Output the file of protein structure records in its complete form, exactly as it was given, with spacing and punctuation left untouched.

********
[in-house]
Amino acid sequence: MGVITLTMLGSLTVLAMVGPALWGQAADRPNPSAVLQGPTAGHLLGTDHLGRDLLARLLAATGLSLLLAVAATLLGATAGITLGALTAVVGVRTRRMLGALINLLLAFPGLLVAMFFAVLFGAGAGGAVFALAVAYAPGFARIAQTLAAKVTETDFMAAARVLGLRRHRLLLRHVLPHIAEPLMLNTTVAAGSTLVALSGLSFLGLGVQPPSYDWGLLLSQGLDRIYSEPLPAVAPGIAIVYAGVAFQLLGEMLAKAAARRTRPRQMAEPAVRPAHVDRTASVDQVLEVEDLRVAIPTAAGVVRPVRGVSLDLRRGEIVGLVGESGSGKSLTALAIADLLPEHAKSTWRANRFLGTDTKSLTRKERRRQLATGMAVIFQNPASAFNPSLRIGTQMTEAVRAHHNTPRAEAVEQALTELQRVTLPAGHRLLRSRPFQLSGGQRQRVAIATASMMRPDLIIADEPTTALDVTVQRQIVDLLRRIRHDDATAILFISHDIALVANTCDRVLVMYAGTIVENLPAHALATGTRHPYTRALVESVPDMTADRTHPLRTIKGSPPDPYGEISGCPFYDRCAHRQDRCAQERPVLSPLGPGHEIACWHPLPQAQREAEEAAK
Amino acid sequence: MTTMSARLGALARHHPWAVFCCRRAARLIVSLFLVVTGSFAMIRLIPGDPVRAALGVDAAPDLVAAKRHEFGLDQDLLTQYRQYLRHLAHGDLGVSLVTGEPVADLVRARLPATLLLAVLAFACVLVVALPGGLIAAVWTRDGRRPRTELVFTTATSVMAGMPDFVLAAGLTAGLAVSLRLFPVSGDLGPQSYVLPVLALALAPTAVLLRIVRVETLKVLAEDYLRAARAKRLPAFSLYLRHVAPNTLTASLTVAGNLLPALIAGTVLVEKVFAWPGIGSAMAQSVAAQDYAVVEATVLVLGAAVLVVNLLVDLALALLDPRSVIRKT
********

[in-house]
Amino acid sequence: MGVITLTMLGSLTVLAMVGPALWGQAADRPNPSAVLQGPTAGHLLGTDHLGRDLLARLLAATGLSLLLAVAATLLGATAGITLGALTAVVGVRTRRMLGALINLLLAFPGLLVAMFFAVLFGAGAGGAVFALAVAYAPGFARIAQTLAAKVTETDFMAAARVLGLRRHRLLLRHVLPHIAEPLMLNTTVAAGSTLVALSGLSFLGLGVQPPSYDWGLLLSQGLDRIYSEPLPAVAPGIAIVYAGVAFQLLGEMLAKAAARRTRPRQMAEPAVRPAHVDRTASVDQVLEVEDLRVAIPTAAGVVRPVRGVSLDLRRGEIVGLVGESGSGKSLTALAIADLLPEHAKSTWRANRFLGTDTKSLTRKERRRQLATGMAVIFQNPASAFNPSLRIGTQMTEAVRAHHNTPRAEAVEQALTELQRVTLPAGHRLLRSRPFQLSGGQRQRVAIATASMMRPDLIIADEPTTALDVTVQRQIVDLLRRIRHDDATAILFISHDIALVANTCDRVLVMYAGTIVENLPAHALATGTRHPYTRALVESVPDMTADRTHPLRTIKGSPPDPYGEISGCPFYDRCAHRQDRCAQERPVLSPLGPGHEIACWHPLPQAQREAEEAAK
Amino acid sequence: MTTMSARLGALARHHPWAVFCCRRAARLIVSLFLVVTGSFAMIRLIPGDPVRAALGVDAAPDLVAAKRHEFGLDQDLLTQYRQYLRHLAHGDLGVSLVTGEPVADLVRARLPATLLLAVLAFACVLVVALPGGLIAAVWTRDGRRPRTELVFTTATSVMAGMPDFVLAAGLTAGLAVSLRLFPVSGDLGPQSYVLPVLALALAPTAVLLRIVRVETLKVLAEDYLRAARAKRLPAFSLYLRHVAPNTLTASLTVAGNLLPALIAGTVLVEKVFAWPGIGSAMAQSVAAQDYAVVEATVLVLGAAVLVVNLLVDLALALLDPRSVIRKT